Fish And Fowl

I’ve only been served fish and fowl on the same plate twice. Both times were in the USA, the second was at the J Street inaugural conference Gala dinner in Washington DC this October. J Street is a new Washington lobbying group intent on ‘changing the face of pro-Israel advocacy in the US’. It wants an open debate on Israel, on the same plate as the Israel Right or Wrong lobby, epitomised by AIPAC. As Republican Senator Boustany put it, ‘there must be room for a more open and vigorous debate on the Mid-East conflict.’ For fifty years, AIPAC has monopolised the pro-Israel field. Its legendary influence brooks no criticism of Israel.
Jeremy Ben Ami, J Street’s Executive Director never mentions AIPAC publicly. ‘They can welcome us in; this is a language and a dialogue they are not used to. It will ensure the long-term survival of their institutions and it will mean that the community is a broad tent, strong and vibrant. The other choice is they say “you’re not welcome” and then we’ll either create our own home, or a lot of these people are going to walk away. Everybody loses.’
Someone spotted the absence of J Street on the Washington grid map. K Street is where all the lobbyists are. The organisation seeks to create a new, but not exclusively Jewish, Pro-Israel Pro-Peace voice. A table guest told me ‘we aren’t anti anything!’ Post-Cast Lead that’s an interesting interpretation. At a session titled The Maze, veteran Knesset Members admitted that the Knesset Foreign Affairs and Defence Committee is powerless, prompting the question ‘who are the Government of Israel and the IDF accountable to?’ The panellists smiled wryly and shook their heads.
J Street numbers 160,000, after only eighteen months. Its success is partly explained by‘Netroots’ — the combination of networking and the internet — to disseminate political messages via blogs and internet media. Ben Ami learned the effectiveness of Netroots as Policy Director to Howard Dean’s 2005 Presidential campaign. He says ‘Barack Obama owes his presidency to internet politics.’ The other part — some 50,000 supporters — comes from Brit Tzedek V’Shalom — Alliance For Justice and Peace — a more traditional grass-roots organisation integrated into J Street.
The breadth of American Progressive Jewish Israeli interests was reflected in the twenty organisations participating in the conference, including Ameinu and The New Israel Fund. Numbers for the three day conference exceeded 1500, a wow-factor many speakers commented upon. ‘The voice of the silent American Jewish majority’, Ben Ami declared, ‘is silent no longer.’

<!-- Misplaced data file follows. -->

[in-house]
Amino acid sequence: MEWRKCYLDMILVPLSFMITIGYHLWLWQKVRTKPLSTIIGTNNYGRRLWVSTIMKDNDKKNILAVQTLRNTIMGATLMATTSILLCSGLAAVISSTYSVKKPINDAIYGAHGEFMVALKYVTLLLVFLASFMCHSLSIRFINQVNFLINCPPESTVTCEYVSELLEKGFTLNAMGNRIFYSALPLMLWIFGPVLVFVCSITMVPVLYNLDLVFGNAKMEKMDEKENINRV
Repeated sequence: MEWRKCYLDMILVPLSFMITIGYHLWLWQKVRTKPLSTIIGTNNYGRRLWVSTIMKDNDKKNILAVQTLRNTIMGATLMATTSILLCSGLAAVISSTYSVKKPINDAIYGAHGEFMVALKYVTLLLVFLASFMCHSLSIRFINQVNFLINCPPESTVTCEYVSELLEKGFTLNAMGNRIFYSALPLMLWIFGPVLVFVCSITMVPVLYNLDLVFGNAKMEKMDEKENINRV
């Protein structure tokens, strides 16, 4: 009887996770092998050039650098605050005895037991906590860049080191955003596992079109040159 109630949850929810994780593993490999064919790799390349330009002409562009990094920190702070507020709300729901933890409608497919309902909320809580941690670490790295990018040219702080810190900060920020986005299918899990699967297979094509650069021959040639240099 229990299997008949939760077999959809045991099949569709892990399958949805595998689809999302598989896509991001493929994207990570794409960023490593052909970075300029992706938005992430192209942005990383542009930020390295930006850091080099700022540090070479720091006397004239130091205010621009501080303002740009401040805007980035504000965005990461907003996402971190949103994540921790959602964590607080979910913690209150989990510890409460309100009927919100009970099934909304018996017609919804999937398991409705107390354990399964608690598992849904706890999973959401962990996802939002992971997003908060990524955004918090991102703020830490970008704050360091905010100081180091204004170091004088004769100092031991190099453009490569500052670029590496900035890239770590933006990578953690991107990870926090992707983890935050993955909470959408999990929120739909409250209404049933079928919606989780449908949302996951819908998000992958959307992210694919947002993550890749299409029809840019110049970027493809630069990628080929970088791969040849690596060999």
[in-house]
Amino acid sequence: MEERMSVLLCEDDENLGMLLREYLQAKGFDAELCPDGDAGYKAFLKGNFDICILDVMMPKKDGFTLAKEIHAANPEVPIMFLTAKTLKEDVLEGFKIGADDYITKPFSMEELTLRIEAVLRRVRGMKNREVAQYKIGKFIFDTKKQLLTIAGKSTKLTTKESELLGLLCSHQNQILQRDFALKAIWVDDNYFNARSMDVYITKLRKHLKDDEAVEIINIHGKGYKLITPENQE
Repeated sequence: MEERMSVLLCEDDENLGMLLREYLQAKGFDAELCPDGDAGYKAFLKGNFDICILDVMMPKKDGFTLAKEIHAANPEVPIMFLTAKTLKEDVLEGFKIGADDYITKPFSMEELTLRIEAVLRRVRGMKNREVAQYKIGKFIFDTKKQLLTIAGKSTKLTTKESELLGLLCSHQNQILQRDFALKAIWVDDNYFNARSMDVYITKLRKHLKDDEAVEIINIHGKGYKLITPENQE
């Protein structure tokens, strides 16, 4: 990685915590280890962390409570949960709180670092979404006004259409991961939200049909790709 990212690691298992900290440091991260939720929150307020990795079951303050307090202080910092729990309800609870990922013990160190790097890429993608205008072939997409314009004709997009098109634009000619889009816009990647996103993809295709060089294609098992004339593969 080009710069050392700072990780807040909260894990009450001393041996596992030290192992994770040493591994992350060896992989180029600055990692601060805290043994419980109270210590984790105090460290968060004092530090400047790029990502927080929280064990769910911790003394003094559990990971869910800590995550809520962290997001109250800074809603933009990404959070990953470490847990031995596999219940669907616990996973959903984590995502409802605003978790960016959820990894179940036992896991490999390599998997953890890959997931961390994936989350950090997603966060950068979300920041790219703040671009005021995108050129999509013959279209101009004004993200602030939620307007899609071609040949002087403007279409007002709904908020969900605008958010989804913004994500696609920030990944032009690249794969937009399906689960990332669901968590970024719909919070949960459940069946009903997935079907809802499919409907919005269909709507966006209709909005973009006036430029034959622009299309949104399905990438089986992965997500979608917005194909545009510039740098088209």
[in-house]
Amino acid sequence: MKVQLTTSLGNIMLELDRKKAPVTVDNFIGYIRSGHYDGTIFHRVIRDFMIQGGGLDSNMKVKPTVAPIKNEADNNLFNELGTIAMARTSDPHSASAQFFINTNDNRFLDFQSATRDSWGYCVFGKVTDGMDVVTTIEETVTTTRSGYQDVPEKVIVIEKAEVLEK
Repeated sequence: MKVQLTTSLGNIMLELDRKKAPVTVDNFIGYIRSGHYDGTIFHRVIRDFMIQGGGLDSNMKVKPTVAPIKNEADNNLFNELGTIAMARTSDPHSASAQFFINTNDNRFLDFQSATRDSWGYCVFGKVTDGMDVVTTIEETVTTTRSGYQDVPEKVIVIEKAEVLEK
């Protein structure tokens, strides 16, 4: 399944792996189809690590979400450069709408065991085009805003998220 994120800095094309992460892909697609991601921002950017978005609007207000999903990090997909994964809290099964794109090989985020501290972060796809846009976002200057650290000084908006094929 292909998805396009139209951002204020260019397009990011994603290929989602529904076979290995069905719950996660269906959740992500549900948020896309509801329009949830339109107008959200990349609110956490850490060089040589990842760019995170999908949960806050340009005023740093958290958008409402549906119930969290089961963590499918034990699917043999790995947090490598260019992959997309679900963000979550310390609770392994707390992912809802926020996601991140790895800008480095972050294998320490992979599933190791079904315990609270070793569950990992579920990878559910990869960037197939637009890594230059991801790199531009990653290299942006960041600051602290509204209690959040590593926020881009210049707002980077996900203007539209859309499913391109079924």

Reform Rabbi Andy Bachman from Brooklyn wanted to bring his pre-67 Zionism to a jaded younger generation, ‘above all else we have to be a blessing, a moral people.’ Two days prior to the Conference, J Street had hosted 250 students from 60 campuses.
It was like Limmud, but exclusively devoted to Israel and peace. The multiplicity of sessions made choosing hard. In one morning, concurrently: The American Left and Israel; Where Has Israel Peace Activisim Gone? Israel’s Social and Domestic Challenges; How Jews Christians and Muslims Can Work Together For Peace; Setting The Stage For Peace; Culture As A Tool For Change.
C-Span (a private, non-profit company created in 1979 by the cable television industry as a public service to provide free access to the political process) broadcast conference sessions.The Washington Post carried a full page of congratulations from Israeli politicians and ex-Generals.
Located in a hotel an easy walk from the White House, it was a seminal moment in American Jewish and Diaspora–Israel relations, consisting of several seminal moments: invariable applause whenever a Palestinian state and an end to the occupation were called for.Bassim Khoury, who’d just quit the Abbas cabinet over Goldstone said, ‘Its not Left-wing versus Right-wing, but Correct-wing versus Wrong-wing.’
General Jim Jones, National Security Adviser, thanked J Street for ‘the honour of addressing the conference in the name of the President of the United States. You can be sure this administration will be represented at all future conferences.’
During the lobbying day on Capitol Hill, seven hundred J Street conference participants met with senatorial aides. We’d been given a clear brief about the pro-Israel pro-Peace message, but it didn’t prepare us for a chief aide’s ‘What about negotiating with Hamas?’ We discussed it and the aide told us, ‘I don’t even get an answer to that when I ask AIPAC.’
And all the time there were Jewish faces, so familiar I kept asking myself ‘Isn’t that…?’ The indefinable American quality about them promoted stimulating discussions. What about beyond America, I ask Ben Ami. ‘These issues apply to the worldwide Jewish community, in Europe as much as in Israel. We’re going to have to tap into that. It will give everybody strength.’
Washington cabbies all seem to be Eritrean. Mine asked me if I was from J Street. I was stunned. ‘It’s all over the radio,’ he explained, ‘but you’re better than the other group.’ ‘Which other group?’ I asked. ‘AIPAC,’ he said.
And for the record, the fish — cod — was fresher and tastier than the fowl — ‘rubber’ chicken.

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